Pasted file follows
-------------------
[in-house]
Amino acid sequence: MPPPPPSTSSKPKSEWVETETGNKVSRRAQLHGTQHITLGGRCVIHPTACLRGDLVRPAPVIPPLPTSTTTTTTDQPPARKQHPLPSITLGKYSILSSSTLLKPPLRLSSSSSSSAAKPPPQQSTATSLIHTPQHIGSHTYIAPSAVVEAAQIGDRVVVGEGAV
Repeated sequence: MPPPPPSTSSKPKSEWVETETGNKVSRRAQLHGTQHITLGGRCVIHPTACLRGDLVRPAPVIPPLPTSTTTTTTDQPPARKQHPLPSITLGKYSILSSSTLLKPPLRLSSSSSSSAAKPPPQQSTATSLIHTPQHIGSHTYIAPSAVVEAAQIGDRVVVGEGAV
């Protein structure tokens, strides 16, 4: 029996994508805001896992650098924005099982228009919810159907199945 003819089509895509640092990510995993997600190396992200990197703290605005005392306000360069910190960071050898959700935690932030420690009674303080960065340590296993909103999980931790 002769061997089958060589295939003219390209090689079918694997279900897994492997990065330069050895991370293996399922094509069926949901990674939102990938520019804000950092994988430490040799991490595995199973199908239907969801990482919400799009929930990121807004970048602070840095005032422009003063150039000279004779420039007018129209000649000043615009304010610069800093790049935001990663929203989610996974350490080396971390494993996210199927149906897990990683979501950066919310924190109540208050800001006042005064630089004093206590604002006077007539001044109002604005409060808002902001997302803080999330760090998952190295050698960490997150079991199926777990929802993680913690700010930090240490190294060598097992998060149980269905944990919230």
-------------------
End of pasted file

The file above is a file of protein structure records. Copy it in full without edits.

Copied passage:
[in-house]
Amino acid sequence: MPPPPPSTSSKPKSEWVETETGNKVSRRAQLHGTQHITLGGRCVIHPTACLRGDLVRPAPVIPPLPTSTTTTTTDQPPARKQHPLPSITLGKYSILSSSTLLKPPLRLSSSSSSSAAKPPPQQSTATSLIHTPQHIGSHTYIAPSAVVEAAQIGDRVVVGEGAV
Repeated sequence: MPPPPPSTSSKPKSEWVETETGNKVSRRAQLHGTQHITLGGRCVIHPTACLRGDLVRPAPVIPPLPTSTTTTTTDQPPARKQHPLPSITLGKYSILSSSTLLKPPLRLSSSSSSSAAKPPPQQSTATSLIHTPQHIGSHTYIAPSAVVEAAQIGDRVVVGEGAV
């Protein structure tokens, strides 16, 4: 029996994508805001896992650098924005099982228009919810159907199945 003819089509895509640092990510995993997600190396992200990197703290605005005392306000360069910190960071050898959700935690932030420690009674303080960065340590296993909103999980931790 002769061997089958060589295939003219390209090689079918694997279900897994492997990065330069050895991370293996399922094509069926949901990674939102990938520019804000950092994988430490040799991490595995199973199908239907969801990482919400799009929930990121807004970048602070840095005032422009003063150039000279004779420039007018129209000649000043615009304010610069800093790049935001990663929203989610996974350490080396971390494993996210199927149906897990990683979501950066919310924190109540208050800001006042005064630089004093206590604002006077007539001044109002604005409060808002902001997302803080999330760090998952190295050698960490997150079991199926777990929802993680913690700010930090240490190294060598097992998060149980269905944990919230």